Silicone brake fluid
Brake Fluid - corrosion in the hydraulic systems

Note from Georg Muller. This note should be read with V8NOTE228A. (Mar 05)

Who of us hasn't thought about spare parts for the brake and clutch hydraulics, especially as some of the parts are no longer available. There are good reasons for this too because over time, corrosion in the hydraulic systems is something we will come across more often. Even regular and good servicing and changes of the brake fluid every year will not avoid this. So what is the reason?

Conventional brake fluid is hydroscopic and leads inevitably to corrosion and rusting. Hydroscopic products are those which readily retain moisture based on temperature and humidity. Over the years the seals will become hydroscopic as well. For this reason you will find corrosion and rust close to the seals even with regular changes of the fluid. So what can we do to avoid these problems? The only way is not to use the conventional glycol based brake fluid. There are silicone brake fluids on the market, which are not hydroscopic. Some weeks ago I spoke with Mike Sander who is well known for his Rust Prevention Grease (Winner of the Motorklassik 3 year long term test). He sells a silicon based brake fluid as well and we discussed the pros and cons about the product. He has used the product in his MG TA since April 1984 and he has never changed the brake fluid again.

So what are the pros and cons of silicone brake fluid?

o It's not hydroscopic - so no corrosion and rust.
o Fulfils DOT5 specification. Minimum wet boiling point of 260°C (500°F).
o No need to replace the fluid again - maintenance-free hydraulics.
o No paintwork damage.

o More expensive but this os short term one as you have only one replacement.
o It's more difficult to bleed the hydraulic system (higher viscous).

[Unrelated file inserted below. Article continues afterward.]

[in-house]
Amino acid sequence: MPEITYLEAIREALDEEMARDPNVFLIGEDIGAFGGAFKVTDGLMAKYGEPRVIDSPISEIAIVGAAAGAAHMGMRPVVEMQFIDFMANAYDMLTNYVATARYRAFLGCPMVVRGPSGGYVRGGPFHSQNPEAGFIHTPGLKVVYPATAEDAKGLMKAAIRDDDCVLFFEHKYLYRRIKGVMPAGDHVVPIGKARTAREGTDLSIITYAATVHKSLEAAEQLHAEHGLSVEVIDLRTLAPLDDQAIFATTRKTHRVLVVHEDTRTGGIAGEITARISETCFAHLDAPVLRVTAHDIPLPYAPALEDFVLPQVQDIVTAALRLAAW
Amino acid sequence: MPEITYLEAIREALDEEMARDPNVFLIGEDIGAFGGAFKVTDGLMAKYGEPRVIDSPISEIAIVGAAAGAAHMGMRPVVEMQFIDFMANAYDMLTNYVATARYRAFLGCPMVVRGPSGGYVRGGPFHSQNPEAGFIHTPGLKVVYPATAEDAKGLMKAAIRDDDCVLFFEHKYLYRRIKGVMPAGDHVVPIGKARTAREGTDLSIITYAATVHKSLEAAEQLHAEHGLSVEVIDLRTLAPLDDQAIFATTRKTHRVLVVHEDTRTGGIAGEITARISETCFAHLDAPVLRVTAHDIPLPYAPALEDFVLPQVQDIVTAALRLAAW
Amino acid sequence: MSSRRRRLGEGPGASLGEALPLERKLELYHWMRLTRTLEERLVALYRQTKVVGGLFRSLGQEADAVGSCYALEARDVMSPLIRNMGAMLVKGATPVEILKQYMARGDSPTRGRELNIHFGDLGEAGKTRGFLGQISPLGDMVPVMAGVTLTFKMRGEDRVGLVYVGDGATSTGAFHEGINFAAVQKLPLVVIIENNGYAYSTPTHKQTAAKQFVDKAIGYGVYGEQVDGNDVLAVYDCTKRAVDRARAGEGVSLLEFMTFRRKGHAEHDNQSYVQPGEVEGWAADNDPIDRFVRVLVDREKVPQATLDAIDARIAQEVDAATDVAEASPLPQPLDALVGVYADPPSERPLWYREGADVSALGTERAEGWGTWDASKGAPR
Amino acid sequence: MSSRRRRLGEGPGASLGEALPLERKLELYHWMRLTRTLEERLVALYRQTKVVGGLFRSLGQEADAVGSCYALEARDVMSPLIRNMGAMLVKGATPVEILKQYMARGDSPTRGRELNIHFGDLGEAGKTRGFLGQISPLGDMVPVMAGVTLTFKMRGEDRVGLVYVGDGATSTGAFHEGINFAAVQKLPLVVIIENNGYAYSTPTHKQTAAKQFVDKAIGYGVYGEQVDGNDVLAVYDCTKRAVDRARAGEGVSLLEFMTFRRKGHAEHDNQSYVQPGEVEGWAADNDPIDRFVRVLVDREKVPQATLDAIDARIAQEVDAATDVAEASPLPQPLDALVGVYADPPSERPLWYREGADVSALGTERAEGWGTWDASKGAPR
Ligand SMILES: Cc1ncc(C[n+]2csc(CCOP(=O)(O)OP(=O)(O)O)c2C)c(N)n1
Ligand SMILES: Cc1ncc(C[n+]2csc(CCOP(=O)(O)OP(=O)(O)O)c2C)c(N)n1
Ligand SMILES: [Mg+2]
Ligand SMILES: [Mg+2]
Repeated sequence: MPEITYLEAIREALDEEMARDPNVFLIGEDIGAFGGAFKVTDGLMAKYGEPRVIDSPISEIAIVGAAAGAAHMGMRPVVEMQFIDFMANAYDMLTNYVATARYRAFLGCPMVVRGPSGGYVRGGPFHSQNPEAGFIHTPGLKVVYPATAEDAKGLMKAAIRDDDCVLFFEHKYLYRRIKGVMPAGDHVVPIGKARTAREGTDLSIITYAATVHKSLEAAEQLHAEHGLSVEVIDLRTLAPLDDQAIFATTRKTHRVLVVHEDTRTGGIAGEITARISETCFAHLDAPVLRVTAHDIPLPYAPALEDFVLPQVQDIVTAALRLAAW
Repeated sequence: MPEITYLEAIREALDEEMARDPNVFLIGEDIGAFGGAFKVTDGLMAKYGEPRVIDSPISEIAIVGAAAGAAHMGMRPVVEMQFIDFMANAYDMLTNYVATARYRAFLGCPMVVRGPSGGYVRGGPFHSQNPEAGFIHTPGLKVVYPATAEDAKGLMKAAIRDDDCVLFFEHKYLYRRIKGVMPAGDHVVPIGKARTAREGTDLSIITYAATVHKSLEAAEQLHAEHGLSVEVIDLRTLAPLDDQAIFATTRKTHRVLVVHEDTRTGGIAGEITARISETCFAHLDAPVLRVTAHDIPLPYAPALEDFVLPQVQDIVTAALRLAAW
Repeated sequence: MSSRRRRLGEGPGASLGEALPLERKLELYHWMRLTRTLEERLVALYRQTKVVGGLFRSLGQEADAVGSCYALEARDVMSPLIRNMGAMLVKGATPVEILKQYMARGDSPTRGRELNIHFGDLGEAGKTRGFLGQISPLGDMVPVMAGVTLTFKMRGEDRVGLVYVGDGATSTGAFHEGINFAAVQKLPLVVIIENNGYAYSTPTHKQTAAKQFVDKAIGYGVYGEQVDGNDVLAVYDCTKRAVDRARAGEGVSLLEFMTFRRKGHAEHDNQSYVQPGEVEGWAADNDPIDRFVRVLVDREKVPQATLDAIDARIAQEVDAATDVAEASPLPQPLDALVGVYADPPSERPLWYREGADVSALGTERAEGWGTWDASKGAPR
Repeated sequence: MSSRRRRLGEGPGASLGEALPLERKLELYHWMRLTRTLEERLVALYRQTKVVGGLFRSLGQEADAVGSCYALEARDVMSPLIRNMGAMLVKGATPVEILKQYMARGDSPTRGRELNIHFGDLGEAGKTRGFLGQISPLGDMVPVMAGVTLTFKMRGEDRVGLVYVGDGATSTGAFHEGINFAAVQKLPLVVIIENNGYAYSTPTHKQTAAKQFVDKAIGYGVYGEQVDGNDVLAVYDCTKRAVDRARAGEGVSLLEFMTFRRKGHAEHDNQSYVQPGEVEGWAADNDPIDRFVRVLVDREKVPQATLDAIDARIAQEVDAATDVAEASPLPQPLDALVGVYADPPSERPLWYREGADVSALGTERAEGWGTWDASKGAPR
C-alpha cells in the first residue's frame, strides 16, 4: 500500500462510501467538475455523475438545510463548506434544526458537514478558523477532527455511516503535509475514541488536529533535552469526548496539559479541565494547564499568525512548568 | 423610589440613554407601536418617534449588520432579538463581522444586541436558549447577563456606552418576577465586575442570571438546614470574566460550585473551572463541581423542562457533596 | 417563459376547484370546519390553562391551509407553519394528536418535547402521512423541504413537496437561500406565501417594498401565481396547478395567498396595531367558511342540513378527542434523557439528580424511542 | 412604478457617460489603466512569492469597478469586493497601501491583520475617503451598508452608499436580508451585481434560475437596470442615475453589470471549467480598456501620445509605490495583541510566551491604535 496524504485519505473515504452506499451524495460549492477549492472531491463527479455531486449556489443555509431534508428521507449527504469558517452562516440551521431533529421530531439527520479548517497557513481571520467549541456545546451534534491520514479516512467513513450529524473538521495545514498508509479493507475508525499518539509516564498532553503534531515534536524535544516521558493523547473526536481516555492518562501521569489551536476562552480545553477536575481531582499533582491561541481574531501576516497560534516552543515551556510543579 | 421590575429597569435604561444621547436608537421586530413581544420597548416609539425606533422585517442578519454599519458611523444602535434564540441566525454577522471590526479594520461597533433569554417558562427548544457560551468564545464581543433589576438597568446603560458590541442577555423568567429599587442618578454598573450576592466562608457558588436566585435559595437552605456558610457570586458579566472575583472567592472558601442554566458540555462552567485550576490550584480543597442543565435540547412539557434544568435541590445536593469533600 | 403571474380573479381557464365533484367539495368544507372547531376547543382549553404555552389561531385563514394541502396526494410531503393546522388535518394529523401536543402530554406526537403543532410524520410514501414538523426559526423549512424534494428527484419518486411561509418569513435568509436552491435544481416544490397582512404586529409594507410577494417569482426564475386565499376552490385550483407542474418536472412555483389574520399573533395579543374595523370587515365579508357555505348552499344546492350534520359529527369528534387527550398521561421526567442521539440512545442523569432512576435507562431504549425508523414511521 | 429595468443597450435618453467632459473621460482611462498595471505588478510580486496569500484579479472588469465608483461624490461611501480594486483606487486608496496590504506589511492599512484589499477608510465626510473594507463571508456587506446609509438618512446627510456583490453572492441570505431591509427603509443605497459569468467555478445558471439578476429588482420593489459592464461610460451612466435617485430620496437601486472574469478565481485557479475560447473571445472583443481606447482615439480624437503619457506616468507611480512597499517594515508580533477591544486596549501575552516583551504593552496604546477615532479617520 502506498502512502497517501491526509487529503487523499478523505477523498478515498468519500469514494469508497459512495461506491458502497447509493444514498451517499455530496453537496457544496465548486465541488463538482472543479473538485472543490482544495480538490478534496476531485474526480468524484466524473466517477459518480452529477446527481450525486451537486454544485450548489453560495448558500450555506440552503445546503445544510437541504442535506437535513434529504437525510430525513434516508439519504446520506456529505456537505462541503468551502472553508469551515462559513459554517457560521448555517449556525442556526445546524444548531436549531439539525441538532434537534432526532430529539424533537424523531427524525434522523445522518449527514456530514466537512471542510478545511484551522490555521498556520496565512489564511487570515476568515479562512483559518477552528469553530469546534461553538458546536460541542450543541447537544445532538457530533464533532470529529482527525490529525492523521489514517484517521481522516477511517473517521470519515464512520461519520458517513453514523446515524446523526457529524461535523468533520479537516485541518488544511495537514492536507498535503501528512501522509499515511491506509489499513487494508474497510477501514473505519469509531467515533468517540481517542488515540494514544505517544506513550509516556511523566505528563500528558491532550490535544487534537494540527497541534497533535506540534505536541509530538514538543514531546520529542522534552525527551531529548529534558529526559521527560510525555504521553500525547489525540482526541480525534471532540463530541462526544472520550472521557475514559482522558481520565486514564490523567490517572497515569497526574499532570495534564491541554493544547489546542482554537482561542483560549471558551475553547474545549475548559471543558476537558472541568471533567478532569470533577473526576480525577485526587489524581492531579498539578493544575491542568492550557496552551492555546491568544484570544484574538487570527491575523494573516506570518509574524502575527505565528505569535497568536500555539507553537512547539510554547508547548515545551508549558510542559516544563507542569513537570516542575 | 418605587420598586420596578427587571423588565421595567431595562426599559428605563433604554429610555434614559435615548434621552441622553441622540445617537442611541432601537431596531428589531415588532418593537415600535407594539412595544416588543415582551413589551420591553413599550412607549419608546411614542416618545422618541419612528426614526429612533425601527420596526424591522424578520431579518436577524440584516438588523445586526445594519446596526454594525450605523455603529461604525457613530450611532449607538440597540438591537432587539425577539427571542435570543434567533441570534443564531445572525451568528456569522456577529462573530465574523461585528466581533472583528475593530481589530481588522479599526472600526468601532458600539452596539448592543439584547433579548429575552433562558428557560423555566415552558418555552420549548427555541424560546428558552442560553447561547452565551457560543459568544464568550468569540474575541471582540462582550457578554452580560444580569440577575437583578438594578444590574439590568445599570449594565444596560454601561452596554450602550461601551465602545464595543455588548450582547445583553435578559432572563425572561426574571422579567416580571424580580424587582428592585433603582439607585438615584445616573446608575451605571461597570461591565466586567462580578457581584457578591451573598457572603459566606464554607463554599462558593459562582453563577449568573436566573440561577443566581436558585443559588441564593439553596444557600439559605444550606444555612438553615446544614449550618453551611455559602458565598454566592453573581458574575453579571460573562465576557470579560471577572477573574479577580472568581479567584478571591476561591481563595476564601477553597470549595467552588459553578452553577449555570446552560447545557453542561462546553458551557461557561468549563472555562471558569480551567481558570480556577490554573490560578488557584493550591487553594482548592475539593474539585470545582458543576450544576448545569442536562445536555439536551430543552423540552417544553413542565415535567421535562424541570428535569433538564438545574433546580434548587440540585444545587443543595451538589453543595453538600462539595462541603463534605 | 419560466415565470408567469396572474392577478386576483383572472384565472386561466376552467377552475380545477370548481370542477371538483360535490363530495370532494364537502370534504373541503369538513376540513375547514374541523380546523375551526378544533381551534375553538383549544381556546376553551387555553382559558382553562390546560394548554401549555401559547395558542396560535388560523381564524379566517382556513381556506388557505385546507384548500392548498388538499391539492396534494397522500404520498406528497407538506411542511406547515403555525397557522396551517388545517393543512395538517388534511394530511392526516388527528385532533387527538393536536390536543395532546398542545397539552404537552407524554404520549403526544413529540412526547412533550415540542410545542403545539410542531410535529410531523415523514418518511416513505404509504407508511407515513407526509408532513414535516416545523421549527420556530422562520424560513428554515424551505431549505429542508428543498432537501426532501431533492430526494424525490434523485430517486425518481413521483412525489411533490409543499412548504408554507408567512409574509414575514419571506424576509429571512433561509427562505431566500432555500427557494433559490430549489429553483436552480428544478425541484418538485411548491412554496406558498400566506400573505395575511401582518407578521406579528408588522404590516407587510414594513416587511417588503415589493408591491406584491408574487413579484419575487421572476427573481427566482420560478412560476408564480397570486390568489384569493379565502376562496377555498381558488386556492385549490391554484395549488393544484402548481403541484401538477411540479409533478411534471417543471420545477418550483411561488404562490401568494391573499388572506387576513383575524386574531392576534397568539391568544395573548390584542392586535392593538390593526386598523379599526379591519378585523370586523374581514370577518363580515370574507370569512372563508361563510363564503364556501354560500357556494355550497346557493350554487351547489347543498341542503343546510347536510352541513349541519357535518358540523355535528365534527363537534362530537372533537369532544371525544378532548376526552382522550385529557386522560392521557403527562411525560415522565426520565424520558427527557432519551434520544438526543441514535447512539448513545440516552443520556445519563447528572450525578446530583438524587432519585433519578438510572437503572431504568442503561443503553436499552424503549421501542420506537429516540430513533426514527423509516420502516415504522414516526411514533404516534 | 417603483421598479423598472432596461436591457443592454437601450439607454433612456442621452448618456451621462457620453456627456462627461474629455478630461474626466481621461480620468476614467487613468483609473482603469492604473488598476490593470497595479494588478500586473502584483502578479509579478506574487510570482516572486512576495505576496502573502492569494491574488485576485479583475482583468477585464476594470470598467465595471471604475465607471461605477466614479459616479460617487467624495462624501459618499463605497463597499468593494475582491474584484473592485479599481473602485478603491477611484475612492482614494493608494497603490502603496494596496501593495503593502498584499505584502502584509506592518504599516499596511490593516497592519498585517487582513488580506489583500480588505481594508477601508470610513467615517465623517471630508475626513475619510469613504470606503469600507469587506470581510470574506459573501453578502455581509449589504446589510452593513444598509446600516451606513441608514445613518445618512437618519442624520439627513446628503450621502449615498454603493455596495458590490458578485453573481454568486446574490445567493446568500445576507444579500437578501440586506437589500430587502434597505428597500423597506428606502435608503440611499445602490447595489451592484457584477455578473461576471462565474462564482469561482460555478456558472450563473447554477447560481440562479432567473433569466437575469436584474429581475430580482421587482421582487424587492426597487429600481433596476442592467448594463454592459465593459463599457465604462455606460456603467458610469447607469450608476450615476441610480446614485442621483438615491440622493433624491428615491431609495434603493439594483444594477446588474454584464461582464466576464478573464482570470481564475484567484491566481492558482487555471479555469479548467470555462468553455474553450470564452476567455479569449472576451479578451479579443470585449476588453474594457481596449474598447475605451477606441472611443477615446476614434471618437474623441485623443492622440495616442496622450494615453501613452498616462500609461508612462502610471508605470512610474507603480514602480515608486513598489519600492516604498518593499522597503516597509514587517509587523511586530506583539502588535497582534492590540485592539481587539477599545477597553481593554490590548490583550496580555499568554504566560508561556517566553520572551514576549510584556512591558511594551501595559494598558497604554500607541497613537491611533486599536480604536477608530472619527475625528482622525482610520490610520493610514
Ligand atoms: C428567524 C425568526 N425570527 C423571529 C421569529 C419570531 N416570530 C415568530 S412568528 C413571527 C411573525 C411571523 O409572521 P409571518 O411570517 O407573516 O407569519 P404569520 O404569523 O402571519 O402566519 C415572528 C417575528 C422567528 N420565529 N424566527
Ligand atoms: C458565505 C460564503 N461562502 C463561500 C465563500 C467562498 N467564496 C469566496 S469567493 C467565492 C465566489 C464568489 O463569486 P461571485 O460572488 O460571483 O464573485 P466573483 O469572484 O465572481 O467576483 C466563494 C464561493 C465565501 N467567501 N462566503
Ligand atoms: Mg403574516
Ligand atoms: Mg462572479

o Very little elastic.

So finally I decided to use the silicon based brake fluid. Last Saturday I went for the procedure as follows:

1. Draw off the brake fluid out of the expansion tank.

2. Refill with the silicone brake fluid.

Such refill system can be used to automatically refill the expansion tank, which will avoid new air coming into the brake system during bleeding

3. Bleeding the brake system. As the conventional brake fluid is heavier you may dismount the callipers and put them up side down for a first bleeding. After re-mounting go for a second bleeding.

Bleeding system with non-return valve - using such or similar system will make bleeding less difficult

4. Redo the bleeding after some days.

Even though my brake system worked very well, I identified one piston which was seized up. I was able to clean the piston and make it work again. So my decision for the change was just in time. After the change I did some test driving. The brake system performs very well. As the silicone brake fluid is a very little more elastic I did expect, that the braking would be a little soft. But this is not at all the case, it's even better than before. So overall this is a change I can recommend. Everybody who wants to keep their brake and clutch hydraulic system in good condition should think about this. If you have any question please feel free to contact me by email at

Mike Sander
FROST restorers equipment
V8NOTE228 - servo failure & brake fluid.

V8NOTE228A - additional notes on the debate - silicone or mineral brake fluid for V8s?

V8NOTE228B - extra note with the views of Georg Muller on silicone fluid.

V8NOTE398 - comprehensive review of brake fluids by Bob Owen
V8 Register - MG Car Club with support and services for MGV8 enthusiasts